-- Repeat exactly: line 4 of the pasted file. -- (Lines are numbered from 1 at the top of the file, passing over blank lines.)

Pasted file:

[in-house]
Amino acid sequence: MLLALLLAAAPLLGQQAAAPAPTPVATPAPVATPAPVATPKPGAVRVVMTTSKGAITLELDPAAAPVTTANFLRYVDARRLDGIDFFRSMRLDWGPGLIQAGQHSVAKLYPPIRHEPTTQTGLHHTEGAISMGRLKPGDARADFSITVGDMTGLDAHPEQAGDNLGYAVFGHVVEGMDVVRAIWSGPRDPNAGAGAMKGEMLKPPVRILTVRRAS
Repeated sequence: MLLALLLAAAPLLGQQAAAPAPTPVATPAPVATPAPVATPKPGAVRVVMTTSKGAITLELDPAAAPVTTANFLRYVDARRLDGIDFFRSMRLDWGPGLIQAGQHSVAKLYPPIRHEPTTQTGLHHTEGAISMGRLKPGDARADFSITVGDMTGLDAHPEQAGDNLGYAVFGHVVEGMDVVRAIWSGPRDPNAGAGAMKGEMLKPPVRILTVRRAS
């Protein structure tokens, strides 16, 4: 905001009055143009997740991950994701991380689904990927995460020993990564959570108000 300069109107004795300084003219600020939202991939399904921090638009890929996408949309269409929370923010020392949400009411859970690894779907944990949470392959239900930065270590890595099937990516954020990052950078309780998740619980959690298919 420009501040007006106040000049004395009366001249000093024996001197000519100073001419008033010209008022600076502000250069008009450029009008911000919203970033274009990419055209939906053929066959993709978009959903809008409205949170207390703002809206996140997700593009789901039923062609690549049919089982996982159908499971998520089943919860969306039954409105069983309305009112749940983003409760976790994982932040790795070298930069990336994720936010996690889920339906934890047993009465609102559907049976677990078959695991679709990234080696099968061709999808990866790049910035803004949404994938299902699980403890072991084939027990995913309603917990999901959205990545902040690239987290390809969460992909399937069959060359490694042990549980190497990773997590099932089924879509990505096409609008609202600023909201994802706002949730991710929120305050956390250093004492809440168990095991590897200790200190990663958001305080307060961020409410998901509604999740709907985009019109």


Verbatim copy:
């Protein structure tokens, strides 16, 4: 905001009055143009997740991950994701991380689904990927995460020993990564959570108000 300069109107004795300084003219600020939202991939399904921090638009890929996408949309269409929370923010020392949400009411859970690894779907944990949470392959239900930065270590890595099937990516954020990052950078309780998740619980959690298919 420009501040007006106040000049004395009366001249000093024996001197000519100073001419008033010209008022600076502000250069008009450029009008911000919203970033274009990419055209939906053929066959993709978009959903809008409205949170207390703002809206996140997700593009789901039923062609690549049919089982996982159908499971998520089943919860969306039954409105069983309305009112749940983003409760976790994982932040790795070298930069990336994720936010996690889920339906934890047993009465609102559907049976677990078959695991679709990234080696099968061709999808990866790049910035803004949404994938299902699980403890072991084939027990995913309603917990999901959205990545902040690239987290390809969460992909399937069959060359490694042990549980190497990773997590099932089924879509990505096409609008609202600023909201994802706002949730991710929120305050956390250093004492809440168990095991590897200790200190990663958001305080307060961020409410998901509604999740709907985009019109």